Rethinking the Unthinkable; Saul Friedlander's Massive History of the Holocaust Is a Judicious, Authoritative and Restrained Study. but It's Also a Stark Reminder That Lunacy May Have Been as Much a Part of Nazism as Cruelty

Newsweek, April 23, 2007 | Go to article overview

Rethinking the Unthinkable; Saul Friedlander's Massive History of the Holocaust Is a Judicious, Authoritative and Restrained Study. but It's Also a Stark Reminder That Lunacy May Have Been as Much a Part of Nazism as Cruelty


Byline: David Gates

The head takes the longest to burn; two little blue flames flicker from the eyeholes ... the entire process lasts twenty minutes--and a human being, a world, has been turned into ashes." A Polish Jew named Zalman Gradowski wrote this account of what actually happened, step by step, in the gas chambers and crematoriums of Auschwitz, where he'd been sent in late 1942, along with seven members of his family, including his wife and mother. The Nazis gassed them; Gradowski had the good or bad fortune to be able-bodied, and it got him this rare look at the innermost workings of the horror Germany was hoping to hide from the world. The camp authorities picked him for the Sonderkommando, the Jews who dealt with the corpses--yes, yanking gold teeth, all that--and disposed of the ashes. Even worse, perhaps, they found themselves helping SS men reassure the still-clueless victims removing their clothes before the "disinfection" chambers.

Naturally these men knew that they, too, would be killed--Sonderkommando inmates didn't keep their jobs for long--but meanwhile, they were granted food, liquor, a handful of cigarettes and however many more days of life. "You think that those working in Sonderkommandos are monsters?" one said to a regular inmate. "I'm telling you, they're like the rest, just much more unhappy." Some, though, like Gradowski, saw these truly demonic duties as a last opportunity to bear witness. He said kaddish for the dead after every gassing, and kept notebooks; in late 1944, when he was helping plan a rebellion in the camp, he buried them. He didn't survive, but later generations know what he saw with his own eyes. As he himself wrote, they're the last to go.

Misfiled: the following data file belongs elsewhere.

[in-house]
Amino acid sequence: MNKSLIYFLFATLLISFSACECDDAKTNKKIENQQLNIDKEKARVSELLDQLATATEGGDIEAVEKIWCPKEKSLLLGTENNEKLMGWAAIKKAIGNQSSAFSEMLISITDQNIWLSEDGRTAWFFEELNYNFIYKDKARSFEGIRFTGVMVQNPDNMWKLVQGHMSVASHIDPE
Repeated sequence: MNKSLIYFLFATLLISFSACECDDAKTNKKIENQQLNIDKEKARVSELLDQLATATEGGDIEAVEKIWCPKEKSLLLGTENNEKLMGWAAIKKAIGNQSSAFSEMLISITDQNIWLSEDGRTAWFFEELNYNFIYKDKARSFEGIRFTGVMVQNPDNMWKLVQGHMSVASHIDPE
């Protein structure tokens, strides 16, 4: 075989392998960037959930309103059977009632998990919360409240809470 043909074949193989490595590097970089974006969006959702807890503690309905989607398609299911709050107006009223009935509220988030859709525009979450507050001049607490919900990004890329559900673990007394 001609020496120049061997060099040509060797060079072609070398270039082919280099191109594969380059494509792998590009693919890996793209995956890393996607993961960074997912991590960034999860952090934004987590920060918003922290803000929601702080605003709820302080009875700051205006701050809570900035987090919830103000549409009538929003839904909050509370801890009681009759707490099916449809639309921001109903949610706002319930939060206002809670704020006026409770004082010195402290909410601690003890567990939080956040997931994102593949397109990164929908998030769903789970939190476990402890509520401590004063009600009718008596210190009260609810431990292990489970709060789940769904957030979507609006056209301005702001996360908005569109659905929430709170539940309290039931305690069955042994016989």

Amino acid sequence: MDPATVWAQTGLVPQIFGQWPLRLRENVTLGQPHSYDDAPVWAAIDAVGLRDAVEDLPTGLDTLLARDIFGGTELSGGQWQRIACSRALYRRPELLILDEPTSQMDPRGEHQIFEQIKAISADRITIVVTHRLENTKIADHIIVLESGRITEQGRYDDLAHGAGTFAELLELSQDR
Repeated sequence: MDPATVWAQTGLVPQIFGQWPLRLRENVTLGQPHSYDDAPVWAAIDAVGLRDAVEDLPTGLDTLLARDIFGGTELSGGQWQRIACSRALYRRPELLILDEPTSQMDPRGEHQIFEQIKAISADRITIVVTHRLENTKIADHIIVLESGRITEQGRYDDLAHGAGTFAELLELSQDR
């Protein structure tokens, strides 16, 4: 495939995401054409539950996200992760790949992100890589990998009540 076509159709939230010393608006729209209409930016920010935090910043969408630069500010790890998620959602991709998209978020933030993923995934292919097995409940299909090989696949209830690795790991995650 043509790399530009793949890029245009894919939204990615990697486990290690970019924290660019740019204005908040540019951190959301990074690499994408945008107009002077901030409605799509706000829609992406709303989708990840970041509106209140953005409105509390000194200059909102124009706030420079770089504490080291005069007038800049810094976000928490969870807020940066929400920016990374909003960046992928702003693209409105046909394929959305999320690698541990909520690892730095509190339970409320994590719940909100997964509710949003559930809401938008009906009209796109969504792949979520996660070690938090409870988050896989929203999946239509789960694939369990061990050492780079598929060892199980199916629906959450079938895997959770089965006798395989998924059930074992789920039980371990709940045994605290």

The historian, UCLA professor and MacArthur fellow Saul Friedlander, whose parents died at Auschwitz and who grew up hidden among Gentiles in Nazi- occupied France, has been writing about the Holocaust since the 1960s. His new book, "The Years of Extermination: Nazi Germany and the Jews, 1939-1945," along with its 1997 precursor, "Nazi Germany and the Jews: The Years of Persecution, 1933-1939," caps a life's work that includes a memoir, books on Pope Pius XII and the Third Reich, on Hitler and the United States--and on one Kurt Gerstein. Gerstein was a deeply religious Waffen SS man who delivered Zyklon B to the death camps while trying to alert the world; eventually he hanged himself. As both Gerstein's story and the story of the Sonderkommando workers suggest, Friedlander re-cords not just the atrocities but the madness behind them. The Nazis made the unimaginable suddenly real: how could sane people possibly respond? As late as 1943, the Red Cross in Geneva learned that 10,000 Jews had been transport-ed from Berlin--and was "anxious" to get their new addresses.

"The Years of Extermination" and its precursor may be a definitive overview of the Holocaust--and a compact one, even though both volumes if bound together would total some 1,600 pages. But most of us have already heard these facts and figures. And while it's a moral duty--a spiritual duty, if you prefer--not to grow numb from the repetition, turning a deaf ear is a primal human reflex. We're especially prone to it when cries of pain are coming from six decades ago. Or, say, from some country you couldn't locate on a map. If you've ever had the impulse to skip one more op-ed about Darfur in The New York Times, you can be only so indignant about good Germans. Friedlander seems to understand that the same old horrors don't hold our attention anymore.

Some people may be disappointed by the lack of grisly photographs (he should have included a map, though). Friedlander doesn't soften the atrocities nor try to minimize our revulsion--as the excerpt from Gradowski's notebook shows--but he focuses on the larger narrative and doesn't indulge the prurient with gratuitous detail and imagery. Josef Mengele, for instance, rates only a brief reference. …

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Rethinking the Unthinkable; Saul Friedlander's Massive History of the Holocaust Is a Judicious, Authoritative and Restrained Study. but It's Also a Stark Reminder That Lunacy May Have Been as Much a Part of Nazism as Cruelty
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